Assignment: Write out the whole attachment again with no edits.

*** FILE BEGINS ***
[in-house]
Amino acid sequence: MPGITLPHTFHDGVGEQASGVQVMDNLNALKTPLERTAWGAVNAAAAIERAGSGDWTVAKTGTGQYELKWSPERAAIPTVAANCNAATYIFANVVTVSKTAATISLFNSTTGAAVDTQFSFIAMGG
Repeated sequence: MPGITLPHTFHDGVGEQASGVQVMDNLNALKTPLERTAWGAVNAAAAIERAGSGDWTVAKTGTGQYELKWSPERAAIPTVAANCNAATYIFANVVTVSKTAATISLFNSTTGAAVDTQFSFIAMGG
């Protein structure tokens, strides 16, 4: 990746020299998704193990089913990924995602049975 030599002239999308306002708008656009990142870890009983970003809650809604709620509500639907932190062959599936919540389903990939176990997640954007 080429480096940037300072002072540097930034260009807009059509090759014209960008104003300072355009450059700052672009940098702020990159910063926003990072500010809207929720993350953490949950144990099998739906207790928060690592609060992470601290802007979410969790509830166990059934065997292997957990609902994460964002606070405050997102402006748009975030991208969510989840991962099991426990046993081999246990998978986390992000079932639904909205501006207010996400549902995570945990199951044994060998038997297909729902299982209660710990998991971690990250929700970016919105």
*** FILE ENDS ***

[in-house]
Amino acid sequence: MPGITLPHTFHDGVGEQASGVQVMDNLNALKTPLERTAWGAVNAAAAIERAGSGDWTVAKTGTGQYELKWSPERAAIPTVAANCNAATYIFANVVTVSKTAATISLFNSTTGAAVDTQFSFIAMGG
Repeated sequence: MPGITLPHTFHDGVGEQASGVQVMDNLNALKTPLERTAWGAVNAAAAIERAGSGDWTVAKTGTGQYELKWSPERAAIPTVAANCNAATYIFANVVTVSKTAATISLFNSTTGAAVDTQFSFIAMGG
């Protein structure tokens, strides 16, 4: 990746020299998704193990089913990924995602049975 030599002239999308306002708008656009990142870890009983970003809650809604709620509500639907932190062959599936919540389903990939176990997640954007 080429480096940037300072002072540097930034260009807009059509090759014209960008104003300072355009450059700052672009940098702020990159910063926003990072500010809207929720993350953490949950144990099998739906207790928060690592609060992470601290802007979410969790509830166990059934065997292997957990609902994460964002606070405050997102402006748009975030991208969510989840991962099991426990046993081999246990998978986390992000079932639904909205501006207010996400549902995570945990199951044994060998038997297909729902299982209660710990998991971690990250929700970016919105």